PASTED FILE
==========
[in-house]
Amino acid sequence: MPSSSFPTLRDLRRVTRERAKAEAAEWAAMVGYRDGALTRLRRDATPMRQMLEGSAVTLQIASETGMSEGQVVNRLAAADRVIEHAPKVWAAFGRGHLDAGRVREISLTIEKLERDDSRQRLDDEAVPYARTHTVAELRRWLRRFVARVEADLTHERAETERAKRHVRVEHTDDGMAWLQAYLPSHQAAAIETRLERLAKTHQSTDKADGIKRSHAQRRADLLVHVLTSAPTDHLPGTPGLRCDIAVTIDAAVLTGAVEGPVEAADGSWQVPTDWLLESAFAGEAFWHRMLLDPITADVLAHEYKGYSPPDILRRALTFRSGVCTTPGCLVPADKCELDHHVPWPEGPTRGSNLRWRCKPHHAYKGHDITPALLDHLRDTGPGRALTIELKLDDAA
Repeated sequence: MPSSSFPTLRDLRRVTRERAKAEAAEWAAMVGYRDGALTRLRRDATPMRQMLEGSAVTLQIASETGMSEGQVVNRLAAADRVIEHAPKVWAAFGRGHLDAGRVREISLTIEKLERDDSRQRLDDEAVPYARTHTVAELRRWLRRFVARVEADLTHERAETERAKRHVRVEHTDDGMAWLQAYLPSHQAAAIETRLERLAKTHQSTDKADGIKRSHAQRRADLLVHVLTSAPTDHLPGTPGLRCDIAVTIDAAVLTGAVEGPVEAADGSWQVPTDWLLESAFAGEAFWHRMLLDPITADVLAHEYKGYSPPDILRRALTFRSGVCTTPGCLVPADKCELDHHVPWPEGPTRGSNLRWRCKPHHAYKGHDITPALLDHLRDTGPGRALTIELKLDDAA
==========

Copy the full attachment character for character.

[in-house]
Amino acid sequence: MPSSSFPTLRDLRRVTRERAKAEAAEWAAMVGYRDGALTRLRRDATPMRQMLEGSAVTLQIASETGMSEGQVVNRLAAADRVIEHAPKVWAAFGRGHLDAGRVREISLTIEKLERDDSRQRLDDEAVPYARTHTVAELRRWLRRFVARVEADLTHERAETERAKRHVRVEHTDDGMAWLQAYLPSHQAAAIETRLERLAKTHQSTDKADGIKRSHAQRRADLLVHVLTSAPTDHLPGTPGLRCDIAVTIDAAVLTGAVEGPVEAADGSWQVPTDWLLESAFAGEAFWHRMLLDPITADVLAHEYKGYSPPDILRRALTFRSGVCTTPGCLVPADKCELDHHVPWPEGPTRGSNLRWRCKPHHAYKGHDITPALLDHLRDTGPGRALTIELKLDDAA
Repeated sequence: MPSSSFPTLRDLRRVTRERAKAEAAEWAAMVGYRDGALTRLRRDATPMRQMLEGSAVTLQIASETGMSEGQVVNRLAAADRVIEHAPKVWAAFGRGHLDAGRVREISLTIEKLERDDSRQRLDDEAVPYARTHTVAELRRWLRRFVARVEADLTHERAETERAKRHVRVEHTDDGMAWLQAYLPSHQAAAIETRLERLAKTHQSTDKADGIKRSHAQRRADLLVHVLTSAPTDHLPGTPGLRCDIAVTIDAAVLTGAVEGPVEAADGSWQVPTDWLLESAFAGEAFWHRMLLDPITADVLAHEYKGYSPPDILRRALTFRSGVCTTPGCLVPADKCELDHHVPWPEGPTRGSNLRWRCKPHHAYKGHDITPALLDHLRDTGPGRALTIELKLDDAA